Our new Director of People and Culture

We Asked

D&I Quarterly Q3-Q4/2018

Posted on

19 Dec


D&I Quarterly

Welcome to the Q3-Q4/2018 edition of
D&I Quarterly.

This article is part of a selection of our experts’ articles published at D&I Insight, our platform for insight into all the latest in law and business.

Dittmar & Indrenius > Insight > Our new Director of People and Culture

Mikael Ahtokari is D&I’s new Director of People and Culture. He joined D&I from the banking sector. Most recently, he served on the management team in one of the largest banks in Finland.

Q: You’ve built your career in an industry hit by challenges of the digital age. How would you describe the banking sector from an employee’s perspective?

With one word: customer-obsessed.

Changing customer expectations and evolving digital preferences rewrote the rules of competition and service models in banking. From an employee’s perspective, it is two worlds in one. While it’s all about innovation and improvement for the future, you have to be serving today’s customers every day.

Thanks to my years in banking “change leadership”, “customer journeys”, “service design” and “employee experience” are not just buzz words but real bread and butter to me. Just like in the legal industry, everyone in banking wants to develop customer experience to gain competitive advantage. Looked from the angle of people and culture, the big thing is to look at that goal in terms of internal capacities and abilities. After starting with the famous “why”, it’s imperative that we know what we need to learn. And how do we need to change? Hiring new people and investing in technology is important, but pretty straight-forward. Developing processes and renewing the way we work to deliver more value to the customer is hard stuff – with a higher return.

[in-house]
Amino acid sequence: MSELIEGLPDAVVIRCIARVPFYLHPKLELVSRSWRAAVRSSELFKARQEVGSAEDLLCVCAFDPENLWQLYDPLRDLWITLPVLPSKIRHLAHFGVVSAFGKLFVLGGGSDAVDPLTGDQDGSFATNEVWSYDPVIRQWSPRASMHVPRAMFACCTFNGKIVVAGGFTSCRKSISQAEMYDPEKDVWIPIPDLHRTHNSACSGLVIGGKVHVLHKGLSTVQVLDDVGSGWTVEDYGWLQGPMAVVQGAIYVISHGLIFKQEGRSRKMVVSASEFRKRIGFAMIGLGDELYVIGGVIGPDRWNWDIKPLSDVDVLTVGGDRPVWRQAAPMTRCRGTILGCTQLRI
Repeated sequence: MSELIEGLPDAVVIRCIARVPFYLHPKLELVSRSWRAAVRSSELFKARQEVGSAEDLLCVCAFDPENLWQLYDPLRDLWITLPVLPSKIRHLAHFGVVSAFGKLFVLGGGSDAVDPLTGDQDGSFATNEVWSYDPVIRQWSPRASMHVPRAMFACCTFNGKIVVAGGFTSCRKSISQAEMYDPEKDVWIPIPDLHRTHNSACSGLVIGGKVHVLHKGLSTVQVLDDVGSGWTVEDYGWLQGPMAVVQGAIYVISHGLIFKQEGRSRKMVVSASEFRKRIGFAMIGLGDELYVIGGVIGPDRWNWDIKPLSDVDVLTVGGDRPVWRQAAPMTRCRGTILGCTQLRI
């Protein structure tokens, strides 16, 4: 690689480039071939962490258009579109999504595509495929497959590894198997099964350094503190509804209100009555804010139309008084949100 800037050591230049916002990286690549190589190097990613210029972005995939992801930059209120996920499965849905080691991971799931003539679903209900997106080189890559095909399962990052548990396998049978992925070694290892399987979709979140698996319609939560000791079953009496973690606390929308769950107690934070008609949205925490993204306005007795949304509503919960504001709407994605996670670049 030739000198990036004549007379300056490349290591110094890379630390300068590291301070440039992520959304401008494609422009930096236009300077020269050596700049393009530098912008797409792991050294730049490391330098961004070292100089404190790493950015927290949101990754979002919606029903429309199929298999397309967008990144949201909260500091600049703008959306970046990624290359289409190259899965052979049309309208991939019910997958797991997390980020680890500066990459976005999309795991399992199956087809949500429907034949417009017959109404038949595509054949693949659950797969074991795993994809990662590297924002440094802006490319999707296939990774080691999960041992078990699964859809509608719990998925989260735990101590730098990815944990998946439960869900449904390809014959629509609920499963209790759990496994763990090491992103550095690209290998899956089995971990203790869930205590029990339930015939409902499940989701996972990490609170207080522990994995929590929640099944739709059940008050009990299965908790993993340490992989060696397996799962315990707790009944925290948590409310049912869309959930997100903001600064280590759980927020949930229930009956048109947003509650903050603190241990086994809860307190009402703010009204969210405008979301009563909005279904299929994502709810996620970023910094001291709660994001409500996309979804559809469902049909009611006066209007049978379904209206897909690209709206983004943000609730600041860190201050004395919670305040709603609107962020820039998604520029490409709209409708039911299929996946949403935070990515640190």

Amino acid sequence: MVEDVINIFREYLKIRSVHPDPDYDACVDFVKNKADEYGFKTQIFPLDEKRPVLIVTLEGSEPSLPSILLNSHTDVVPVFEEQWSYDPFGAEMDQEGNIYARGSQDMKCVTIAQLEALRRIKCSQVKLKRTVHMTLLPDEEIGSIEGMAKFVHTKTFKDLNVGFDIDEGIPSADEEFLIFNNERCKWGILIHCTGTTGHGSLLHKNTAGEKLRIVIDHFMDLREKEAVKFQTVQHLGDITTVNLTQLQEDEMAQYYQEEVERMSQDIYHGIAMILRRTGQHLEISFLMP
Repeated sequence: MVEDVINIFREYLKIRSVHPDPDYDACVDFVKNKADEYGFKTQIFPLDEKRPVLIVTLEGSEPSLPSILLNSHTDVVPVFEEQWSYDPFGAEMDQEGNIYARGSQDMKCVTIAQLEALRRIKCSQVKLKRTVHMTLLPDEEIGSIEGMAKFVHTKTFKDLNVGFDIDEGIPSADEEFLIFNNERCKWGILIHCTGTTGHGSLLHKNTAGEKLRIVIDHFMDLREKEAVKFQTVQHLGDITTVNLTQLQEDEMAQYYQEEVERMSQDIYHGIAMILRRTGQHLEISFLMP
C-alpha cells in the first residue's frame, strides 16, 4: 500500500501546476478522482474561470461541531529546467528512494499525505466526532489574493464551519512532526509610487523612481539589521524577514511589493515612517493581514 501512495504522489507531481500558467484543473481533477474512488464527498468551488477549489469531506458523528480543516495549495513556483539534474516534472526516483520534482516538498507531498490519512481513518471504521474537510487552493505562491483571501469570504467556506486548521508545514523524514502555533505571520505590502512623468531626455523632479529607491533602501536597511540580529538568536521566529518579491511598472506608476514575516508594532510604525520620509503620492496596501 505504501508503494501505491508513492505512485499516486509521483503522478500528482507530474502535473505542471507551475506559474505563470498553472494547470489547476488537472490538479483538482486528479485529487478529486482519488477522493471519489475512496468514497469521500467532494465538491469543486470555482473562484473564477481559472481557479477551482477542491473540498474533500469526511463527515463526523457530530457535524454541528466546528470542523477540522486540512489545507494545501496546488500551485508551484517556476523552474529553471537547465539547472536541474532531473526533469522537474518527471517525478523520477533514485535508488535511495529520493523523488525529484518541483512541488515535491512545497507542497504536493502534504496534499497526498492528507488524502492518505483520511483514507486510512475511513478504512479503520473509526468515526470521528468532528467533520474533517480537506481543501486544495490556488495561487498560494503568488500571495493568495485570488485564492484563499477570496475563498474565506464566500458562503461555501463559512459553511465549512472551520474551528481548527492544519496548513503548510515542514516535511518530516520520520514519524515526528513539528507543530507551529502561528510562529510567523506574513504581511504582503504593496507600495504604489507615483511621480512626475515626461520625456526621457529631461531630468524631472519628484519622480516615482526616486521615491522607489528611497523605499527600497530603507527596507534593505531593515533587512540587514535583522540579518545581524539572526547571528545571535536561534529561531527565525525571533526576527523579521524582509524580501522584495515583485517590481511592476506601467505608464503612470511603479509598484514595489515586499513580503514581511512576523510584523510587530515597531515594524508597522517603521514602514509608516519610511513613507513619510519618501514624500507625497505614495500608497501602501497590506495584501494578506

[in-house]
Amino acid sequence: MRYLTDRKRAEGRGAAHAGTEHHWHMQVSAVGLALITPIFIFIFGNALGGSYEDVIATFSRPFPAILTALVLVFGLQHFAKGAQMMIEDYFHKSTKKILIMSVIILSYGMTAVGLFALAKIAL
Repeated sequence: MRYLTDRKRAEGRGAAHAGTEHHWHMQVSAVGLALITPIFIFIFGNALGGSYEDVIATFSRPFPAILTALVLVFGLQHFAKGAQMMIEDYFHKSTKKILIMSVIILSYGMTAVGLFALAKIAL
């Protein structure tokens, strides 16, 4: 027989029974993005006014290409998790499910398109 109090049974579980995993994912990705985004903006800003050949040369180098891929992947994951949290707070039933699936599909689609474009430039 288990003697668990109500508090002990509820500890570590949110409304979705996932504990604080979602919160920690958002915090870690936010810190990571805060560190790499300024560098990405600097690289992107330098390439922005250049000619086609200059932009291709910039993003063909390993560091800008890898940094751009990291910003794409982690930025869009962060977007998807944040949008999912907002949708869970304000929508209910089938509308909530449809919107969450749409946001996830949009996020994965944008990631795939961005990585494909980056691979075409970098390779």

Q: What’s your biggest career lesson learned so far?

That an organisation will thrive when everybody is able to pitch in and contribute to reaching a common goal.

I have three things that I pay attention to in an organisation: purpose, trust and ability for renewal. They quickly show in the way people think and the way they work together. I believe that the only way to accelerate change in the long-term is to make sure you get everyone on board. Even if it takes longer. People really need to feel the “why” and be able to explain it to their colleague.

Q: Share an anecdote linked to D&I’s culture?

On my first day at D&I, by the coffee machines at our 4th floor kitchen, I got swept into a passionate discussion on the meaning of life with one of the firm’s litigators – someone who fights for a living! I don’t think I will ever forget the discussion. Passion is the first of our Cultural Cornerstones and here it really means something. Whatever people do here they always put themselves fully in play, as complete equals to one another.

Q: What’s your superpower?

I like to think it’s my curiosity for life and people, trends and the future. My superpower could also be that I play the bass. I like giving rhythm to the whole band.


In a short time Micke has understood the essence of our culture which is a live mixture of being extremely goal-oriented and completely humane at the same time. This fall, he has been instrumental in setting forth the framework for the coming years. One of the things I admire in him is his ability to prioritize. Everyone at D&I wants to discuss their ideas with him. Somehow he still manages to stick to his timetables. His focus produces extraordinary end-results. From my perspective, the way he works embodies D&I’s ambition for excellence. It is “D&I Passion” defined.– Anders Carlberg, Managing Partner

Share this